The answer to this question is yes, insofar as almost any extra virgin olive oil is these days! Extra virgin olive oil (EVOO) is oil extracted from olive fruit using only mechanical means, without the use of solvents or excessive temperatures (less than 30degC, or 86degF). Applying heat increases oil extraction, but causes a reduction in quality with increased acidity and a shorter shelf life. Extra virgin olive oil also has to pass a chemical test in a laboratory and a sensory test by a trained tasting panel. Yes, that’s actual people!
There are three main stages to getting olive oil out of the olive fruit:
- Crushing: The whole olive fruit (including the stones) is crushed into a paste, breaking the olive cell membranes and releasing the olive oil.
- Malaxing: The paste is mixed or stirred to get the small oil droplets to combine into larger drops (see note at end).
- Separation of the oil from the waste material: This is now usually by centrifugation, but traditionally was by spreading the olive paste onto discs and applying pressure either by a long lever or screw (kind of like a giant version of those little toys for pressing flowers), or by a hydraulic mechanism.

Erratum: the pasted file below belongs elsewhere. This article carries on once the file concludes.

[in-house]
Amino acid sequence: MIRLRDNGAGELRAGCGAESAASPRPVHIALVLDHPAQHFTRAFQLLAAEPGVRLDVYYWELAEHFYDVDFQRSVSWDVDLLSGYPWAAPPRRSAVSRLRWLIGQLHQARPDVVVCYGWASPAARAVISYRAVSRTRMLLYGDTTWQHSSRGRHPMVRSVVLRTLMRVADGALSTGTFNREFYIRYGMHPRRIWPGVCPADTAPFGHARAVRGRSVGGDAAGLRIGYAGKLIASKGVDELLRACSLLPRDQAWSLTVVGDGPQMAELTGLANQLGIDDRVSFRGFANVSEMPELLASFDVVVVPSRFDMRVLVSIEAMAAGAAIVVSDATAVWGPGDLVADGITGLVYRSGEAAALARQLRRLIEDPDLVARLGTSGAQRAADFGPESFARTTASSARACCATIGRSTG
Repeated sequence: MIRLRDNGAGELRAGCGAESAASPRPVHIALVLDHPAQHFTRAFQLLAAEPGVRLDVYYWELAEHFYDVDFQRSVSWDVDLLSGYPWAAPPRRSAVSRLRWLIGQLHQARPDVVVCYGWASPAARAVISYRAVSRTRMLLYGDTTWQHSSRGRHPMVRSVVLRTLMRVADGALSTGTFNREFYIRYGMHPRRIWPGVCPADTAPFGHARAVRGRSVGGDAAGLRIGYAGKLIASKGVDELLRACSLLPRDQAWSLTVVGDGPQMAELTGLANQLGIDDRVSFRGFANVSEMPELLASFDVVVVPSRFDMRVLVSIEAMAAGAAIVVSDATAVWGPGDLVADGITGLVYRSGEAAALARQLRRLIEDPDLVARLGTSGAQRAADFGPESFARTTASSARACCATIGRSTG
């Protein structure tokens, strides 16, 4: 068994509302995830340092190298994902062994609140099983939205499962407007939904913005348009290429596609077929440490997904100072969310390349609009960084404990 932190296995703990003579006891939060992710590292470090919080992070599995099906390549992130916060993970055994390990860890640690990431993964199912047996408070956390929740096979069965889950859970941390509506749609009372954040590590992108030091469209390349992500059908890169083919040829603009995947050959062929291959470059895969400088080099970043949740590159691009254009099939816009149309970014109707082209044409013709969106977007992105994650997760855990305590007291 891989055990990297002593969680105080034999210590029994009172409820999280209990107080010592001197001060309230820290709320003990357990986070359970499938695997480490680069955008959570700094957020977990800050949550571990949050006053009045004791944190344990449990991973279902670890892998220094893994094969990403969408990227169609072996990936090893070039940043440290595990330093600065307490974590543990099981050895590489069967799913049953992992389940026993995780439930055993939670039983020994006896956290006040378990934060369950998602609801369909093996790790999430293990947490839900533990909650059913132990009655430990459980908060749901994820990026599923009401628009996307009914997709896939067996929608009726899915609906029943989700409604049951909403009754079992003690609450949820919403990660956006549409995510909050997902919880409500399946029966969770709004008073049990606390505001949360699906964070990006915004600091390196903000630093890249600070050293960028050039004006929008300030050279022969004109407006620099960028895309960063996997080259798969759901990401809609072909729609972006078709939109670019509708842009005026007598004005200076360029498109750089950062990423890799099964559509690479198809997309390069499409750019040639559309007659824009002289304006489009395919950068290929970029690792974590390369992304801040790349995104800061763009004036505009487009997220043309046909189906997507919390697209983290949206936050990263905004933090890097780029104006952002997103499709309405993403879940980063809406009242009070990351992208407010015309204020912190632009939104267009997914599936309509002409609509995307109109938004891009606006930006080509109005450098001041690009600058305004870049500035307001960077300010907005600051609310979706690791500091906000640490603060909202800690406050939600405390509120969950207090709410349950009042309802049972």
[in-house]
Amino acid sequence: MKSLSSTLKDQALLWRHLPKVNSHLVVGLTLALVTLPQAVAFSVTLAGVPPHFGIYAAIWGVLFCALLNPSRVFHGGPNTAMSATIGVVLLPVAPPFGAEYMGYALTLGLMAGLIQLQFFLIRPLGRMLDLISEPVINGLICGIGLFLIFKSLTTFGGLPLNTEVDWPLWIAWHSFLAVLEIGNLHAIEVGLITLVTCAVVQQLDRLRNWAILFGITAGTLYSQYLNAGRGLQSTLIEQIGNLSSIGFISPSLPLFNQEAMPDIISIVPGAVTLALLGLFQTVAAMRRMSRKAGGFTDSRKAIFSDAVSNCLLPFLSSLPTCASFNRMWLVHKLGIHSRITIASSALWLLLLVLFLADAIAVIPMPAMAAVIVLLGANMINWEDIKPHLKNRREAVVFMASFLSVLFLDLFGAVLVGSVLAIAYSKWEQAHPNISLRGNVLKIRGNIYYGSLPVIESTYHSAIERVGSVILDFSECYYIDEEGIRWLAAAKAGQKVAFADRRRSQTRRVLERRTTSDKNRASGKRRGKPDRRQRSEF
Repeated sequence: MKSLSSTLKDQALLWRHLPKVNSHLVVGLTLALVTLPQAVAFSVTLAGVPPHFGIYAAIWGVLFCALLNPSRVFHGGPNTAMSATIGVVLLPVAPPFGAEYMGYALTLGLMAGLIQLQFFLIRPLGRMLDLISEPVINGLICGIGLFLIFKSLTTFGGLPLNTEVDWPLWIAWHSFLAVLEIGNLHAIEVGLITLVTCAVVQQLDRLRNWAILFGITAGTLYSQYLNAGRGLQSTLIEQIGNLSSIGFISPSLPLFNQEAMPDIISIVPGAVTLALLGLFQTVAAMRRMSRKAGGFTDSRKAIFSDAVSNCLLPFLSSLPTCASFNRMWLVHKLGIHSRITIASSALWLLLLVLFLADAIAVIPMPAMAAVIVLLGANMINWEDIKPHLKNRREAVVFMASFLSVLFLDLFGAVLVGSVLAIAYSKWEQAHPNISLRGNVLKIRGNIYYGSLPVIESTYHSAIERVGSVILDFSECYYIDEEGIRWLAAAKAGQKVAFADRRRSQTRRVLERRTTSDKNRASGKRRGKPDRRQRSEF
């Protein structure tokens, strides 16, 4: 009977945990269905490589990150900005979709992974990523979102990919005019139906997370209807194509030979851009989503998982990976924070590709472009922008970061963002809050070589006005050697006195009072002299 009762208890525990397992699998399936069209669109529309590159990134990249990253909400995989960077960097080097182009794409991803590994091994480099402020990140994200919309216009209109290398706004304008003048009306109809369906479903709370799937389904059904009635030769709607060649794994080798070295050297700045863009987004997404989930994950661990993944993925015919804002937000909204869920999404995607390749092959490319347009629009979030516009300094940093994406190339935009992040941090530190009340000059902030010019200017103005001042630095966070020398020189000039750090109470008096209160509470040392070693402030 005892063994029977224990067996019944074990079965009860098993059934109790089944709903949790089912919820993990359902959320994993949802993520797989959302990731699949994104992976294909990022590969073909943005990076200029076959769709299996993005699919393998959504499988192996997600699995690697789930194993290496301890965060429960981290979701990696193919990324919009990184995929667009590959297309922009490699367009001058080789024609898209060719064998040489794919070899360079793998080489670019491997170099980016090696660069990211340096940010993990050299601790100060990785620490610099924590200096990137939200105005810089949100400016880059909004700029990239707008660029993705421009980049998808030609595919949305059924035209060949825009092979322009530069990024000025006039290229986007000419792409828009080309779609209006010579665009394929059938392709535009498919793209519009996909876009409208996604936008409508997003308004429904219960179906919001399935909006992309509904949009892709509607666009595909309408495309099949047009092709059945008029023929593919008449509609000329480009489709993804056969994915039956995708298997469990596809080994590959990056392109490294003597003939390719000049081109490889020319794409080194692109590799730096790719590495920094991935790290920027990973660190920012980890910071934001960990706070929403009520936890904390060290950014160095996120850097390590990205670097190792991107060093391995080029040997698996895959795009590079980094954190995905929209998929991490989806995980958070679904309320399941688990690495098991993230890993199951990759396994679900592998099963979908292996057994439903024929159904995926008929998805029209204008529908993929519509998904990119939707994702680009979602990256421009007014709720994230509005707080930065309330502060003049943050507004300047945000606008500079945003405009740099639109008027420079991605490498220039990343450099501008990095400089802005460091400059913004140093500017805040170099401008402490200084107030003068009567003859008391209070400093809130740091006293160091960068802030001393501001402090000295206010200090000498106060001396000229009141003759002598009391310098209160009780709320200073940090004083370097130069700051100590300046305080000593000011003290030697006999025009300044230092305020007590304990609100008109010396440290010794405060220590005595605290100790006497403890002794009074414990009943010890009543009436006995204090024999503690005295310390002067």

The terms “cold pressed” or “first cold pressed” really refers to when olive oil was produced using pressure to separate the oil. Nowadays, the term cold extraction might be more technically correct, but cold pressed is so widely used in the everyday language of olive oil, that it’s difficult to change.
So, once we’ve harvested our olives we’ll take them to our on-site press. The crushing, malaxing, and centrifugation is all carried out inside one machine as a continuous process, without heating. We can’t wait to see our “cold press” extra virgin olive oil flowing out! If you’d like to be one of the first to get your hands on some super fresh Tasmanian Extra Virgin Olive Oil then leave your details on our contact form (click here) and we’ll be in touch as soon as it’s ready to go. FFx
Linguistic note: I decided to look up “malaxing” while writing this post, as I was curious to see if there was a specific definition of the word rather than a description of the process as it applies to olive oil production. It’s not in my previously trusty Collins Concise English Dictionary (1982 edition). An online search reveals “malaxate: soften (plaster or other material) by kneading or rubbing.” Origin: late Middle English: from Latin malaxare, from Greek malassein ‘make soft’. (www.oxforddictionaries.com)